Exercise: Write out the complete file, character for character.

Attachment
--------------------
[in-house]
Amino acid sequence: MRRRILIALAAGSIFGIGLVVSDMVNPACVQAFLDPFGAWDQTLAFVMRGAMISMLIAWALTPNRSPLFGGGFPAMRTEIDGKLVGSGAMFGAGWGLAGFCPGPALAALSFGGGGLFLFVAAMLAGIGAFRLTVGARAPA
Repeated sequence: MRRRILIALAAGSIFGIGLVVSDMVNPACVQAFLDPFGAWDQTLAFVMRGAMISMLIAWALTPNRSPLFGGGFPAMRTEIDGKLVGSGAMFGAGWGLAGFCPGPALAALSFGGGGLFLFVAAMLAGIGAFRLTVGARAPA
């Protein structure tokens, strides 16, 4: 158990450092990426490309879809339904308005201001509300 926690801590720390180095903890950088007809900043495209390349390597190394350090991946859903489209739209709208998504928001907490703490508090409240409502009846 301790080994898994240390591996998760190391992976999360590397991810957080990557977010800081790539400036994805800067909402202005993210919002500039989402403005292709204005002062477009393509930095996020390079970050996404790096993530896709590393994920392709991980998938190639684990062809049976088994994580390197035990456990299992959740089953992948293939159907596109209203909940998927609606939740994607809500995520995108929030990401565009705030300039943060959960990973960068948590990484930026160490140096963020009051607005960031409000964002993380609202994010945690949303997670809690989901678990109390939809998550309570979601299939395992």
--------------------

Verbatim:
[in-house]
Amino acid sequence: MRRRILIALAAGSIFGIGLVVSDMVNPACVQAFLDPFGAWDQTLAFVMRGAMISMLIAWALTPNRSPLFGGGFPAMRTEIDGKLVGSGAMFGAGWGLAGFCPGPALAALSFGGGGLFLFVAAMLAGIGAFRLTVGARAPA
Repeated sequence: MRRRILIALAAGSIFGIGLVVSDMVNPACVQAFLDPFGAWDQTLAFVMRGAMISMLIAWALTPNRSPLFGGGFPAMRTEIDGKLVGSGAMFGAGWGLAGFCPGPALAALSFGGGGLFLFVAAMLAGIGAFRLTVGARAPA
């Protein structure tokens, strides 16, 4: 158990450092990426490309879809339904308005201001509300 926690801590720390180095903890950088007809900043495209390349390597190394350090991946859903489209739209709208998504928001907490703490508090409240409502009846 301790080994898994240390591996998760190391992976999360590397991810957080990557977010800081790539400036994805800067909402202005993210919002500039989402403005292709204005002062477009393509930095996020390079970050996404790096993530896709590393994920392709991980998938190639684990062809049976088994994580390197035990456990299992959740089953992948293939159907596109209203909940998927609606939740994607809500995520995108929030990401565009705030300039943060959960990973960068948590990484930026160490140096963020009051607005960031409000964002993380609202994010945690949303997670809690989901678990109390939809998550309570979601299939395992």